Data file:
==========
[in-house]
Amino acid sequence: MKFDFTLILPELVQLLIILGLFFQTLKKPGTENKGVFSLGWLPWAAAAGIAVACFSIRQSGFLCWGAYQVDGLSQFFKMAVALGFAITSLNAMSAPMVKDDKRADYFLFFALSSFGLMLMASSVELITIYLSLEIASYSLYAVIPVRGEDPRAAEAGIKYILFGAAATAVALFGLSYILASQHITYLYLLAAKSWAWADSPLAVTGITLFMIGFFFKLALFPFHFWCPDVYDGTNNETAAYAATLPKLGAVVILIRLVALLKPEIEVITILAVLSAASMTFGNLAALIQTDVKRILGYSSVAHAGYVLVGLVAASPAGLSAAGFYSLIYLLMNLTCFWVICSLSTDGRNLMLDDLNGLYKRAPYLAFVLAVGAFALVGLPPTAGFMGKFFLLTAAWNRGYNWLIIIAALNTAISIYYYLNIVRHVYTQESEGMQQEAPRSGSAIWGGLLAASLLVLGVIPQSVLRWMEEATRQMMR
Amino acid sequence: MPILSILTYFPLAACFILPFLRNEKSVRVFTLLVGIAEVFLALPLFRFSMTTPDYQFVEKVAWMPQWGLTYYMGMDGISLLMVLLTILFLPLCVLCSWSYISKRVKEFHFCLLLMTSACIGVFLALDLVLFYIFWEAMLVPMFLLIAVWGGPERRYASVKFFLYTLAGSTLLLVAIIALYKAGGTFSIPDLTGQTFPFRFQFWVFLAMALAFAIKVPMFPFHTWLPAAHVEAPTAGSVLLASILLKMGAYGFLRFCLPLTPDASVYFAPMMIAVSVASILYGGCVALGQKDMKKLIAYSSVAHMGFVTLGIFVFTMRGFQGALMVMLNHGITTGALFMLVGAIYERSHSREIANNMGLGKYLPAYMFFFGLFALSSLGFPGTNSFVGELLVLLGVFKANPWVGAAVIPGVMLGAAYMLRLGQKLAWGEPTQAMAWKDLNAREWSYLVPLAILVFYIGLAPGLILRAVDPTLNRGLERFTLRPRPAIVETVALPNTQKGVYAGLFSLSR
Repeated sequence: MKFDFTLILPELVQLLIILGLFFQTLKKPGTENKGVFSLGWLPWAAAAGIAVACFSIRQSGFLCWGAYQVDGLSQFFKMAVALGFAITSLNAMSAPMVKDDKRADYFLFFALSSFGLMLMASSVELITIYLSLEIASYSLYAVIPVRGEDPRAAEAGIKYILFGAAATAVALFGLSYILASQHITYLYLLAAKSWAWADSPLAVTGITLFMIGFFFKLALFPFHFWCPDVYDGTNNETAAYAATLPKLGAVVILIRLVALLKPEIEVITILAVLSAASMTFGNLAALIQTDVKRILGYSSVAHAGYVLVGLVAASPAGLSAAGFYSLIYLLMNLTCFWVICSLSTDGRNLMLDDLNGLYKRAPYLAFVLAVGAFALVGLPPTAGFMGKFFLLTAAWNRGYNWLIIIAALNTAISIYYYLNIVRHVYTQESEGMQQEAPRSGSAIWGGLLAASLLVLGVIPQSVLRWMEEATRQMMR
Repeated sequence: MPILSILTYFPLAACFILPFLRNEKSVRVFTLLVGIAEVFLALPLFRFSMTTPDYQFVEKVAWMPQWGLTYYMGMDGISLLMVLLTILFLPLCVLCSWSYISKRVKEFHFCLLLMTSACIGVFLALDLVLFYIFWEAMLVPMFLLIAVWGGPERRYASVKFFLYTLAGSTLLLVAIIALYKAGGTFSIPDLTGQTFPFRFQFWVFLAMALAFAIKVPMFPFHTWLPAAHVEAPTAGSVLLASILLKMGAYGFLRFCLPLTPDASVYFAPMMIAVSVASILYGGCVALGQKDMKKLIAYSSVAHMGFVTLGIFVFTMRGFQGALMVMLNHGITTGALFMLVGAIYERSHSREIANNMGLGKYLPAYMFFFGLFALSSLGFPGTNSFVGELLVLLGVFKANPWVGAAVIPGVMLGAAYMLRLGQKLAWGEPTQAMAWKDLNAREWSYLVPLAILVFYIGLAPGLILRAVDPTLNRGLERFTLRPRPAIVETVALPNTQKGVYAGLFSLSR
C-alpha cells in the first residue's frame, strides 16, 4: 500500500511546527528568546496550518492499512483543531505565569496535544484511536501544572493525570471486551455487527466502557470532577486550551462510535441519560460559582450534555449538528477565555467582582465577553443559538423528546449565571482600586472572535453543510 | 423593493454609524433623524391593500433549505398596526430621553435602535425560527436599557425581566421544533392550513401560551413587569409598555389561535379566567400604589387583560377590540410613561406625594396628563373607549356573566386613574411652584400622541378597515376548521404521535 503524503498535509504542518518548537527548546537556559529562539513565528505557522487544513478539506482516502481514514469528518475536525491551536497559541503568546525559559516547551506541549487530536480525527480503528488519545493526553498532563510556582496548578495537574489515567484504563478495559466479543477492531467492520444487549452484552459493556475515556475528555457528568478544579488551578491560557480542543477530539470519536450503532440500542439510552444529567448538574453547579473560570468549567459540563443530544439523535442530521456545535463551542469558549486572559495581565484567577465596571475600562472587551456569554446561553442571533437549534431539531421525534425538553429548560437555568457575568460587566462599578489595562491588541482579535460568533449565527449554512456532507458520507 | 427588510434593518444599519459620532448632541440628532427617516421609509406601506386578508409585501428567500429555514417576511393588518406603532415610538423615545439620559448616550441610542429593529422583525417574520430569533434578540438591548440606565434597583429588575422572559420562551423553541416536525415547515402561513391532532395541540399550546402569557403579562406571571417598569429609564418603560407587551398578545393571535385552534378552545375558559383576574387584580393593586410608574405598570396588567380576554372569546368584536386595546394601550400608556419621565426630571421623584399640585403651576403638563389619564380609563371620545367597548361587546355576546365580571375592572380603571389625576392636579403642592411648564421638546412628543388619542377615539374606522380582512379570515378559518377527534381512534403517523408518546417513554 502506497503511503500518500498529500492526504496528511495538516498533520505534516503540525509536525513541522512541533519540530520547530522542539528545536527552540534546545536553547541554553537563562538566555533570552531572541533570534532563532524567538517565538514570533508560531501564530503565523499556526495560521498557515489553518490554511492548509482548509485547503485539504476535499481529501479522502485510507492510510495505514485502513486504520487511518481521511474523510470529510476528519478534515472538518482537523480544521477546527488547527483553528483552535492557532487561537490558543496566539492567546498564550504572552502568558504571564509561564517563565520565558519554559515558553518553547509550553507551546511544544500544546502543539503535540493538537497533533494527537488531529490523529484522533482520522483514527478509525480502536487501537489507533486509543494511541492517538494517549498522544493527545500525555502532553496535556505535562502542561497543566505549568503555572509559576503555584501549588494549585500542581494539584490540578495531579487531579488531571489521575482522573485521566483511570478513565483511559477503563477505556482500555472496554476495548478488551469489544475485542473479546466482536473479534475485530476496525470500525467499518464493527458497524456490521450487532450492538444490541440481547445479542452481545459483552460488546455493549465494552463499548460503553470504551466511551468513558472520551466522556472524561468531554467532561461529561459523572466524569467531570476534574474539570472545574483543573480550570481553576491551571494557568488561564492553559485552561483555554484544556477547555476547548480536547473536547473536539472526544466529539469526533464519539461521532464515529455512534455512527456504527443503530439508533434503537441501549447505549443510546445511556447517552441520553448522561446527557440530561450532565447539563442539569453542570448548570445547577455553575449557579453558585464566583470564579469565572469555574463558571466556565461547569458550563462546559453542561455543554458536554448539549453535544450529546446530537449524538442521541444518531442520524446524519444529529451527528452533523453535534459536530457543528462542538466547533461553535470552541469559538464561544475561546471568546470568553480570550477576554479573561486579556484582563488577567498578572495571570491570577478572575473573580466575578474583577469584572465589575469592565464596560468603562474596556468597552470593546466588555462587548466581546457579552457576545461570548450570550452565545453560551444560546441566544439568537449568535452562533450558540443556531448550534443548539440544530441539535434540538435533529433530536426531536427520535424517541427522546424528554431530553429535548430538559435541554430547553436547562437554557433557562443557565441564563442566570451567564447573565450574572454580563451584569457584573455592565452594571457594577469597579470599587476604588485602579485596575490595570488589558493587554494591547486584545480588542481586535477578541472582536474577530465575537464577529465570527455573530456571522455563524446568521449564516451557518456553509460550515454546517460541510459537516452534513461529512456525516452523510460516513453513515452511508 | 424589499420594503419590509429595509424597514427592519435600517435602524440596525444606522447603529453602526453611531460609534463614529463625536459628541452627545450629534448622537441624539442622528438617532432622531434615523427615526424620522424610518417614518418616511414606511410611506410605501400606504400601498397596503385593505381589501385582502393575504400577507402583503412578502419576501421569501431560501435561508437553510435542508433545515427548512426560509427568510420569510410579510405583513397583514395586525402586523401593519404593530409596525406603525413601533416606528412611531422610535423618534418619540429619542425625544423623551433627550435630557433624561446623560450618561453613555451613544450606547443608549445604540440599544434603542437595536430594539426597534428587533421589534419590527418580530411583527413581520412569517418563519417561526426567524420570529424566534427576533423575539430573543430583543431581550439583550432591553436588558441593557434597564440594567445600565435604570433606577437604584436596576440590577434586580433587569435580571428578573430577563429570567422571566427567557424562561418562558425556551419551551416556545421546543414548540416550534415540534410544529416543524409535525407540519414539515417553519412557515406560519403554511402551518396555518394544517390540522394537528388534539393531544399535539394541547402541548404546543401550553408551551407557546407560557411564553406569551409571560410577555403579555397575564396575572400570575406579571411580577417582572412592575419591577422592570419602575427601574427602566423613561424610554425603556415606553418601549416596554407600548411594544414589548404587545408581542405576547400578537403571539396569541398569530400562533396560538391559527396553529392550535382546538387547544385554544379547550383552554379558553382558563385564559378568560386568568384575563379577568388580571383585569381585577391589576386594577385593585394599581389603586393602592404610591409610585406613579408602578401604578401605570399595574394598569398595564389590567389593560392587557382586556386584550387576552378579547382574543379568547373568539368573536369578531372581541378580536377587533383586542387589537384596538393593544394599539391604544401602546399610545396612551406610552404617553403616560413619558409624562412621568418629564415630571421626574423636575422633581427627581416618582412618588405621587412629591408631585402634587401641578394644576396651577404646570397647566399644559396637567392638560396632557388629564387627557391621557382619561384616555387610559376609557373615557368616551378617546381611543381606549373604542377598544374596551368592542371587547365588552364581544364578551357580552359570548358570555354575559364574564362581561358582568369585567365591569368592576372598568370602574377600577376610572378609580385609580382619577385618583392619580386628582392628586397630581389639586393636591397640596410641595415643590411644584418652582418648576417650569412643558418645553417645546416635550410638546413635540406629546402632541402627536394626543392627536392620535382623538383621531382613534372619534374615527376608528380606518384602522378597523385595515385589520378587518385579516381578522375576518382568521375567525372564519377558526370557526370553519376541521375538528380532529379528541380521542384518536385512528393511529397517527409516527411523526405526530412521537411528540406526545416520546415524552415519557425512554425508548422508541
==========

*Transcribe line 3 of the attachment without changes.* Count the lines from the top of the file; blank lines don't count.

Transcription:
Amino acid sequence: MPILSILTYFPLAACFILPFLRNEKSVRVFTLLVGIAEVFLALPLFRFSMTTPDYQFVEKVAWMPQWGLTYYMGMDGISLLMVLLTILFLPLCVLCSWSYISKRVKEFHFCLLLMTSACIGVFLALDLVLFYIFWEAMLVPMFLLIAVWGGPERRYASVKFFLYTLAGSTLLLVAIIALYKAGGTFSIPDLTGQTFPFRFQFWVFLAMALAFAIKVPMFPFHTWLPAAHVEAPTAGSVLLASILLKMGAYGFLRFCLPLTPDASVYFAPMMIAVSVASILYGGCVALGQKDMKKLIAYSSVAHMGFVTLGIFVFTMRGFQGALMVMLNHGITTGALFMLVGAIYERSHSREIANNMGLGKYLPAYMFFFGLFALSSLGFPGTNSFVGELLVLLGVFKANPWVGAAVIPGVMLGAAYMLRLGQKLAWGEPTQAMAWKDLNAREWSYLVPLAILVFYIGLAPGLILRAVDPTLNRGLERFTLRPRPAIVETVALPNTQKGVYAGLFSLSR